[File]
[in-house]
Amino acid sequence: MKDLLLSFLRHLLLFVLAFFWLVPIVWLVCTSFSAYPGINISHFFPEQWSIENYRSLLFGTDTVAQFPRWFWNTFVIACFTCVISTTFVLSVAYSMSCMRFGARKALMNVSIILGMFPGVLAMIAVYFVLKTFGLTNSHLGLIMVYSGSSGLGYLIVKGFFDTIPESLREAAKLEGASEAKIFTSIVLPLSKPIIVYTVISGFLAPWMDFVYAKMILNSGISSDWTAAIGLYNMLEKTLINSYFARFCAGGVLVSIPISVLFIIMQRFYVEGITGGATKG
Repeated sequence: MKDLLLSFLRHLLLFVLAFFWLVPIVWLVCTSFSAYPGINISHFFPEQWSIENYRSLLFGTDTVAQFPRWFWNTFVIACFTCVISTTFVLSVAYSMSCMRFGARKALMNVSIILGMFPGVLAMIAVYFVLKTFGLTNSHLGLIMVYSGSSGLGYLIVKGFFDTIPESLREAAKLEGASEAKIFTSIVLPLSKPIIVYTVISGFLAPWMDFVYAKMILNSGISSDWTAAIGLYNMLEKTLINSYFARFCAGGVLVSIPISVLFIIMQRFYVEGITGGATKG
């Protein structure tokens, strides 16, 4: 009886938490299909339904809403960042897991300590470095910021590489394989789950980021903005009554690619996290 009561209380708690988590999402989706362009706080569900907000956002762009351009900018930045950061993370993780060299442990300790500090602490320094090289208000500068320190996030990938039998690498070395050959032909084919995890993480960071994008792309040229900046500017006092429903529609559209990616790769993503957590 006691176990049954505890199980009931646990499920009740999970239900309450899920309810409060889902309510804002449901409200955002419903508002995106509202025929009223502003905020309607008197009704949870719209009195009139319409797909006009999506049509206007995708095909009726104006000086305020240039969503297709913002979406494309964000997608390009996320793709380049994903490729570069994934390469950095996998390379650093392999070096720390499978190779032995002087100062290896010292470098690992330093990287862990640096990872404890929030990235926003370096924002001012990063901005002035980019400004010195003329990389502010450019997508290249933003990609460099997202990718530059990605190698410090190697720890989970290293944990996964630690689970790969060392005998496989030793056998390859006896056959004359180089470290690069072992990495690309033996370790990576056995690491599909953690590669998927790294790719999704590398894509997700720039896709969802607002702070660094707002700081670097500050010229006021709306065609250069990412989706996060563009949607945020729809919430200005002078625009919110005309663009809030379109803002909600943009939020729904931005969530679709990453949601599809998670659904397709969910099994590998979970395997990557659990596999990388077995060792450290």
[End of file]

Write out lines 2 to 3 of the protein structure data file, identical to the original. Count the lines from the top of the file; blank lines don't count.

Amino acid sequence: MKDLLLSFLRHLLLFVLAFFWLVPIVWLVCTSFSAYPGINISHFFPEQWSIENYRSLLFGTDTVAQFPRWFWNTFVIACFTCVISTTFVLSVAYSMSCMRFGARKALMNVSIILGMFPGVLAMIAVYFVLKTFGLTNSHLGLIMVYSGSSGLGYLIVKGFFDTIPESLREAAKLEGASEAKIFTSIVLPLSKPIIVYTVISGFLAPWMDFVYAKMILNSGISSDWTAAIGLYNMLEKTLINSYFARFCAGGVLVSIPISVLFIIMQRFYVEGITGGATKG
Repeated sequence: MKDLLLSFLRHLLLFVLAFFWLVPIVWLVCTSFSAYPGINISHFFPEQWSIENYRSLLFGTDTVAQFPRWFWNTFVIACFTCVISTTFVLSVAYSMSCMRFGARKALMNVSIILGMFPGVLAMIAVYFVLKTFGLTNSHLGLIMVYSGSSGLGYLIVKGFFDTIPESLREAAKLEGASEAKIFTSIVLPLSKPIIVYTVISGFLAPWMDFVYAKMILNSGISSDWTAAIGLYNMLEKTLINSYFARFCAGGVLVSIPISVLFIIMQRFYVEGITGGATKG